3. Why doesn't Berkshire Hathaway split its stock?
"We often are asked why Berkshire does not split its stock. The assumption behind this question usually appears to be that a split would be a pro-shareholder action. We disagree. Let me tell you why.
One of our goals is to have Berkshire Hathaway stock sell at a price rationally related to its intrinsic business value. (But note “rationally related”, not “identical”: if well-regarded companies are generally selling in the market at large discounts from value, Berkshire might well be priced similarly.) The key to a rational stock price is rational shareholders, both current and prospective.
If the holders of a company's stock and/or the prospective buyers attracted to it are prone to make irrational or emotion- based decisions, some pretty silly stock prices are going to appear periodically. Manic-depressive personalities produce manic-depressive valuations. Such aberrations may help us in buying and selling the stocks of other companies. But we think it is in both your interest and ours to minimize their occurrence in the market for Berkshire.
To obtain only high quality shareholders is no cinch. Mrs. Astor could select her 400, but anyone can buy any stock. Entering members of a shareholder “club” cannot be screened for intellectual capacity, emotional stability, moral sensitivity or acceptable dress. Shareholder eugenics, therefore, might appear to be a hopeless undertaking.
In large part, however, we feel that high quality ownership can be attracted and maintained if we consistently communicate our business and ownership philosophy - along with no other conflicting messages - and then let self selection follow its course. For example, self selection will draw a far different crowd to a musical event advertised as an opera than one advertised as a rock concert even though anyone can buy a ticket to either.
Through our policies and communications - our “advertisements” - we try to attract investors who will u
Through our policies and communications - our “advertisements” - we try to attract investors who will understand our operations, attitudes and expectations. (And, fully as important, we try to dissuade those who won't.) We want those who think of themselves as business owners and invest in companies with the intention of staying a long time. And, we want those who keep their eyes focused on business results, not market prices.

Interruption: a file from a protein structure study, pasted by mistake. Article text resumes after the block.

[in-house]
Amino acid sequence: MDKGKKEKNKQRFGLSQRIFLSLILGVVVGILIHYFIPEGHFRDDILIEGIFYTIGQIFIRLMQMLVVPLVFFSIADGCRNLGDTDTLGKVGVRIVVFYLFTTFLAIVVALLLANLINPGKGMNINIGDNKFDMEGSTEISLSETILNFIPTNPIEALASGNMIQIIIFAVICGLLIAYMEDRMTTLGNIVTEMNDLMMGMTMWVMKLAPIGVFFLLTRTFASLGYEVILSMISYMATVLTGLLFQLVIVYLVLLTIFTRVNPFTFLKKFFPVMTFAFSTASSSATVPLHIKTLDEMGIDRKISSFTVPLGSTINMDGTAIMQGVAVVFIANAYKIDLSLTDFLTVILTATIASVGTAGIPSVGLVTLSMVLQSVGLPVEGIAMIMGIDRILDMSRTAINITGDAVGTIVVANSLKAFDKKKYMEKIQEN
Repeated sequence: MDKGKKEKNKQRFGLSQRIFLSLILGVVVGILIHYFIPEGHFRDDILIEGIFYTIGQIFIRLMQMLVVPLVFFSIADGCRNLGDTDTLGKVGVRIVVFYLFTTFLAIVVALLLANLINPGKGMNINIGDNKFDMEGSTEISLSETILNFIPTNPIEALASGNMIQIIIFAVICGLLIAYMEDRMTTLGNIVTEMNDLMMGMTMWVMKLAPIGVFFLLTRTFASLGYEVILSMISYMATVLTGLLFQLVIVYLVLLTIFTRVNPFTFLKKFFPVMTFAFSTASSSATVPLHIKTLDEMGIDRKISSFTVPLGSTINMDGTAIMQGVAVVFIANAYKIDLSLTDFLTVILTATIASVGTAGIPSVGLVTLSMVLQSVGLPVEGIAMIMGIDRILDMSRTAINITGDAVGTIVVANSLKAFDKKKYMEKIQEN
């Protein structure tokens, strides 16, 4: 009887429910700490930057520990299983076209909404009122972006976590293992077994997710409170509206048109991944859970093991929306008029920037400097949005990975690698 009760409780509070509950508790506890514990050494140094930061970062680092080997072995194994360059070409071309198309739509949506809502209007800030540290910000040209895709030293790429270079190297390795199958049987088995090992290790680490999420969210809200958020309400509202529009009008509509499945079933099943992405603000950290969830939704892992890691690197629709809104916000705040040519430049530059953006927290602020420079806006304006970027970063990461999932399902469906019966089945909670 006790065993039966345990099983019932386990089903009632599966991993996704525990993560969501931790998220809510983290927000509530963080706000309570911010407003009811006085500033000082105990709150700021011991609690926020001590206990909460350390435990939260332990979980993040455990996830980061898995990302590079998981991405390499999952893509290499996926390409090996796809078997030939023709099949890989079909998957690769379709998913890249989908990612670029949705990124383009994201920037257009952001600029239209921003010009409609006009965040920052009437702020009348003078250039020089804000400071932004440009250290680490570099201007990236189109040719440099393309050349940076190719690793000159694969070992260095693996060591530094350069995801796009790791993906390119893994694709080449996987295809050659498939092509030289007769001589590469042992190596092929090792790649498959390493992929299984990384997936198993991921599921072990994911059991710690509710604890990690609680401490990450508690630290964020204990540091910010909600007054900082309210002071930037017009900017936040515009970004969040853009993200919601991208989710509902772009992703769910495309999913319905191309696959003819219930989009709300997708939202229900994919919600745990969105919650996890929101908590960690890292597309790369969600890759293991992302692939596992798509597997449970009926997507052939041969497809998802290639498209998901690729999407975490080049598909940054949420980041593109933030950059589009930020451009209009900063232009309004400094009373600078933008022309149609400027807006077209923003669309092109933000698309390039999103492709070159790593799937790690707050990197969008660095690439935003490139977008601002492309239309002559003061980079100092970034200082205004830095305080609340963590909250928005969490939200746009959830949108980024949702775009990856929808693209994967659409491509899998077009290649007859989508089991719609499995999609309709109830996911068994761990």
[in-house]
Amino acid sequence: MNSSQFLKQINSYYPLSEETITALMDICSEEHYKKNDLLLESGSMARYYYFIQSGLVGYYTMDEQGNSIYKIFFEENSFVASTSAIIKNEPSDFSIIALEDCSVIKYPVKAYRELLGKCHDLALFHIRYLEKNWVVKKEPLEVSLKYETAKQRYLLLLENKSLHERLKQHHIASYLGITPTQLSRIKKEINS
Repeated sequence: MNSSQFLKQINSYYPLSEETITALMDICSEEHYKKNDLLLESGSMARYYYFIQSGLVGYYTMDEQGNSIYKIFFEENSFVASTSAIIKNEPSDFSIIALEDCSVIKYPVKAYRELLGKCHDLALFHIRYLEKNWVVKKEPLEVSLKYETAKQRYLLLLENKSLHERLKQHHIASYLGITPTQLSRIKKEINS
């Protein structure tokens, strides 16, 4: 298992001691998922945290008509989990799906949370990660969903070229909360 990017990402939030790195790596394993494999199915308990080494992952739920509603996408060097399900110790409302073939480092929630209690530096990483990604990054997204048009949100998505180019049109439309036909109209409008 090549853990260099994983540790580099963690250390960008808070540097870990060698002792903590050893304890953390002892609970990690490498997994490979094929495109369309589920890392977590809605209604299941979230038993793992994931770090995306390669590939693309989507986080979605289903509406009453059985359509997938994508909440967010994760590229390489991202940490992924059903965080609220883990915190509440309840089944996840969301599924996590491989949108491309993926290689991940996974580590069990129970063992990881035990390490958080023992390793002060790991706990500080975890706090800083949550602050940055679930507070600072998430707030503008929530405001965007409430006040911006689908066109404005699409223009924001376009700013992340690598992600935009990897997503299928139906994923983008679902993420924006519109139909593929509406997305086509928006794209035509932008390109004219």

Were we to split the stock or take other actions focusing on stock price rather than business value, we would attract an entering class of buyers inferior to the exiting class of sellers. At $1300, there are very few investors who can't afford a Berkshire share. Would a potential one-share purchaser be better off if we split 100 for 1 so he could buy 100 shares? Those who think so and who would buy the stock because of the split or in anticipation of one would definitely downgrade the quality of our present shareholder group. (Could we really improve our shareholder group by trading some of our present clear-thinking members for impressionable new ones who, preferring paper to value, feel wealthier with nine $10 bills than with one $100 bill?) People who buy for non-value reasons are likely to sell for non-value reasons. Their presence in the picture will accentuate erratic price swings unrelated to underlying business developments.
Splitting the stock would increase that cost (transfer costs), downgrade the quality of our shareholder population, and encourage a market price less consistently related to intrinsic business value. We see no offsetting advantages."
(Source: 1983 Berkshire Hathaway Annual Report)